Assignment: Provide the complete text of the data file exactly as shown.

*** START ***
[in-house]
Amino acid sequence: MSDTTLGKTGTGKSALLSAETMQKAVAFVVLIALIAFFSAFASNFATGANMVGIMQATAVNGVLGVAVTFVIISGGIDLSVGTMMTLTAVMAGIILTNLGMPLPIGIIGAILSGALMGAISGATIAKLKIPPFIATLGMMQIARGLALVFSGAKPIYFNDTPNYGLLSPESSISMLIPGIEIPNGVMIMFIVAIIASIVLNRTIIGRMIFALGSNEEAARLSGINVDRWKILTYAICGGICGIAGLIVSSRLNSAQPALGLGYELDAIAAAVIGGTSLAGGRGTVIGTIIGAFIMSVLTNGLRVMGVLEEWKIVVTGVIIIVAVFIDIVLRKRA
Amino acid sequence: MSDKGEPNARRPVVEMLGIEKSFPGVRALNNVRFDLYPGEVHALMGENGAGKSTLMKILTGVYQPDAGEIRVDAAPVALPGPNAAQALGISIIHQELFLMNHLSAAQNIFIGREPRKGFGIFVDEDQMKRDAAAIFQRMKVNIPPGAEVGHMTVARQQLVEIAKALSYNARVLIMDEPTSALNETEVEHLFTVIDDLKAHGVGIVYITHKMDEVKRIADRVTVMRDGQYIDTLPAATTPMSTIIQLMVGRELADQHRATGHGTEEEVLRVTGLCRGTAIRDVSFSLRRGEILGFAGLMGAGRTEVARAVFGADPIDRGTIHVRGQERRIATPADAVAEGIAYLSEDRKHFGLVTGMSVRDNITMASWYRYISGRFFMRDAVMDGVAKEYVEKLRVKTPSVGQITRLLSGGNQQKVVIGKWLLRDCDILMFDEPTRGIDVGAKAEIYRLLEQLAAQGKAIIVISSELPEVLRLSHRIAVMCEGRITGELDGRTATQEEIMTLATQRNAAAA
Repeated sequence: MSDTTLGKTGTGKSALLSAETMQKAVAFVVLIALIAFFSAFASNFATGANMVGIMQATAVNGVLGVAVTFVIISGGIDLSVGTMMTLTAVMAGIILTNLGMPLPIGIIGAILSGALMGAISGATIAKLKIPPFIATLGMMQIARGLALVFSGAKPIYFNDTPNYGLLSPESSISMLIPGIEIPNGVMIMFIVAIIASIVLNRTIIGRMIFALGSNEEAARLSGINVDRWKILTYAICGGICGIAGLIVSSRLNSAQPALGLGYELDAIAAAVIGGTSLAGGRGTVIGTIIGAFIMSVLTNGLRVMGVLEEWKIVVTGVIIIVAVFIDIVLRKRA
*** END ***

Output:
[in-house]
Amino acid sequence: MSDTTLGKTGTGKSALLSAETMQKAVAFVVLIALIAFFSAFASNFATGANMVGIMQATAVNGVLGVAVTFVIISGGIDLSVGTMMTLTAVMAGIILTNLGMPLPIGIIGAILSGALMGAISGATIAKLKIPPFIATLGMMQIARGLALVFSGAKPIYFNDTPNYGLLSPESSISMLIPGIEIPNGVMIMFIVAIIASIVLNRTIIGRMIFALGSNEEAARLSGINVDRWKILTYAICGGICGIAGLIVSSRLNSAQPALGLGYELDAIAAAVIGGTSLAGGRGTVIGTIIGAFIMSVLTNGLRVMGVLEEWKIVVTGVIIIVAVFIDIVLRKRA
Amino acid sequence: MSDKGEPNARRPVVEMLGIEKSFPGVRALNNVRFDLYPGEVHALMGENGAGKSTLMKILTGVYQPDAGEIRVDAAPVALPGPNAAQALGISIIHQELFLMNHLSAAQNIFIGREPRKGFGIFVDEDQMKRDAAAIFQRMKVNIPPGAEVGHMTVARQQLVEIAKALSYNARVLIMDEPTSALNETEVEHLFTVIDDLKAHGVGIVYITHKMDEVKRIADRVTVMRDGQYIDTLPAATTPMSTIIQLMVGRELADQHRATGHGTEEEVLRVTGLCRGTAIRDVSFSLRRGEILGFAGLMGAGRTEVARAVFGADPIDRGTIHVRGQERRIATPADAVAEGIAYLSEDRKHFGLVTGMSVRDNITMASWYRYISGRFFMRDAVMDGVAKEYVEKLRVKTPSVGQITRLLSGGNQQKVVIGKWLLRDCDILMFDEPTRGIDVGAKAEIYRLLEQLAAQGKAIIVISSELPEVLRLSHRIAVMCEGRITGELDGRTATQEEIMTLATQRNAAAA
Repeated sequence: MSDTTLGKTGTGKSALLSAETMQKAVAFVVLIALIAFFSAFASNFATGANMVGIMQATAVNGVLGVAVTFVIISGGIDLSVGTMMTLTAVMAGIILTNLGMPLPIGIIGAILSGALMGAISGATIAKLKIPPFIATLGMMQIARGLALVFSGAKPIYFNDTPNYGLLSPESSISMLIPGIEIPNGVMIMFIVAIIASIVLNRTIIGRMIFALGSNEEAARLSGINVDRWKILTYAICGGICGIAGLIVSSRLNSAQPALGLGYELDAIAAAVIGGTSLAGGRGTVIGTIIGAFIMSVLTNGLRVMGVLEEWKIVVTGVIIIVAVFIDIVLRKRA